More New Homes Are Going Up, and Not Just for Luxury Buyers

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More newly constructed homes were built in the U.S., particularly in the South, in August 2016.


In a landscape where there just aren’t enough houses for sale, more new homes are finally being built—but builders will have to really step it up to meet the enormous demand.

In August, the number of completed, brand-new homes jumped 4.9% from a month earlier, to 98,300, according to the U.S. Department of Commerce’s monthly new residential construction report. It was also up 6.7% from a year ago.® looked only at the report’s nonseasonally adjusted numbers, which weren’t smoothed out over a 12-month period to account for seasonal fluctuations.

The new properties are expected to help alleviate the nation’s housing crunch—although they still fall far short of what’s needed.

“It’s simply not enough construction to address the shortage of homes for sale and apartments for rent,” says’s chief economist, Jonathan Smoke.

And with the scarcity of land, high building and materials costs, and a labor shortage, “the construction has been more toward … higher-rent apartments and more expensive homes.”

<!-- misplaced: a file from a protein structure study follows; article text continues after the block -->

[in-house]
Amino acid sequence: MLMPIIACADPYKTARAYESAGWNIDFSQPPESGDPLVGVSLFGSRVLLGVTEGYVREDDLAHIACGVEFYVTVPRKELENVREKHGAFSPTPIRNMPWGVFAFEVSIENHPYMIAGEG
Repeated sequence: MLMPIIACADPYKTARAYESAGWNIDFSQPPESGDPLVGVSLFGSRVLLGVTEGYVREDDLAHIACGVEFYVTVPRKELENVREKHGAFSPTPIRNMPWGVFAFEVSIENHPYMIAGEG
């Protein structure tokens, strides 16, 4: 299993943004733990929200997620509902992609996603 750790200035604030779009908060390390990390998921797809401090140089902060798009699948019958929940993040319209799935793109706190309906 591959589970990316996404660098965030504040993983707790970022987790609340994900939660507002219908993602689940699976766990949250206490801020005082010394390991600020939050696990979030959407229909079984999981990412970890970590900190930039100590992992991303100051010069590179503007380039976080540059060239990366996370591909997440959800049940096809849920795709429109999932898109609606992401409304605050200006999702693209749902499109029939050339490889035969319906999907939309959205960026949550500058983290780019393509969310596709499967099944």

But Smoke believes builders are beginning to put up more affordably priced abodes for first-time buyers and other aspiring homeowners who aren’t fortunate enough to be in the top 1%.

The number of finished single-family homes, 66,200, jumped 6.8% from the previous month and nearly 13% from a year prior. Meanwhile, the number of finished apartment and condo buildings with five or more units, 31,300, rose nearly 1% from July. But it was down 4.3% from August 2015.

“Builders are becoming more convinced that the demand is there” from buyers, Smoke says. They had previously been holding off on erecting too many new residences due to concerns about a faltering economy.

In another encouraging sign, the number of permits to put up new homes has rebounded from July. They rose 12.5% from July to August, to reach 107,000, according to the report. They’re also up 8.7% year over year.

The number of permits for single-family homes rose 16.9% from July and 15% from a year ago, hitting 71,300.

Buildings with five or more units, typically those sorely needed apartments as well as condos and co-ops, were up 2.8% from the previous month, at 32,500. But they were down 3.6% from the same time last year.

The majority of those permits are in the South, which is experiencing a building boom as more companies and people move below the Mason-Dixon Line to enjoy the lower cost of living. Builders obtained 51,900 permits in August—up 8.6% from July and 6.8% from a year ago.

The West had the second most permits issued at 25,300. That’s up 14.5% from the previous month and 5% from a year prior. Builders were issued 20,000 new permits in the Midwest, up 19% from July and 25% from August 2015.

The fewest new permits were doled out in the Northeast, where land is scarce and expensive, at 9,800. That was up 16.7% from a month earlier and 2.1% from a year prior.

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